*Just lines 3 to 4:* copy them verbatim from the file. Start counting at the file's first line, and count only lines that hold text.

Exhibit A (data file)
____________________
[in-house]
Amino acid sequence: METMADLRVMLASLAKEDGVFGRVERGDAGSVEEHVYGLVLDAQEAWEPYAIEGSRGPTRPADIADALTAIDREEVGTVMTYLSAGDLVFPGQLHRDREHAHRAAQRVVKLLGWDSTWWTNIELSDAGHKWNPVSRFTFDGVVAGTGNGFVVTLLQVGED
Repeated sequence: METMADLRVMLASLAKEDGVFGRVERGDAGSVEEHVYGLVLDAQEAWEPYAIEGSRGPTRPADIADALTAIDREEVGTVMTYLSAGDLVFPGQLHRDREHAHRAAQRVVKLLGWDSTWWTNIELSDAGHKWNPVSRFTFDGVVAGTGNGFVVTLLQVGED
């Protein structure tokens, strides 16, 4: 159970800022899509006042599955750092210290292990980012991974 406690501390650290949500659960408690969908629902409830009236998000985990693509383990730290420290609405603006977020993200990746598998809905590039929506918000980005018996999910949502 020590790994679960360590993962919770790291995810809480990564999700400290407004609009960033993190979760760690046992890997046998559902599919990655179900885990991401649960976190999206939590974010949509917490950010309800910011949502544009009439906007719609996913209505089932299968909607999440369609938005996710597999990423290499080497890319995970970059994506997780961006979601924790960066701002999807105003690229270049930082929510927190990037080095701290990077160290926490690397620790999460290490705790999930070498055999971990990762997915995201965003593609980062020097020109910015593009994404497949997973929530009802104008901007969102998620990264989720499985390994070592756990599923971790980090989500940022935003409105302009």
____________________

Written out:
Repeated sequence: METMADLRVMLASLAKEDGVFGRVERGDAGSVEEHVYGLVLDAQEAWEPYAIEGSRGPTRPADIADALTAIDREEVGTVMTYLSAGDLVFPGQLHRDREHAHRAAQRVVKLLGWDSTWWTNIELSDAGHKWNPVSRFTFDGVVAGTGNGFVVTLLQVGED
């Protein structure tokens, strides 16, 4: 159970800022899509006042599955750092210290292990980012991974 406690501390650290949500659960408690969908629902409830009236998000985990693509383990730290420290609405603006977020993200990746598998809905590039929506918000980005018996999910949502 020590790994679960360590993962919770790291995810809480990564999700400290407004609009960033993190979760760690046992890997046998559902599919990655179900885990991401649960976190999206939590974010949509917490950010309800910011949502544009009439906007719609996913209505089932299968909607999440369609938005996710597999990423290499080497890319995970970059994506997780961006979601924790960066701002999807105003690229270049930082929510927190990037080095701290990077160290926490690397620790999460290490705790999930070498055999971990990762997915995201965003593609980062020097020109910015593009994404497949997973929530009802104008901007969102998620990264989720499985390994070592756990599923971790980090989500940022935003409105302009």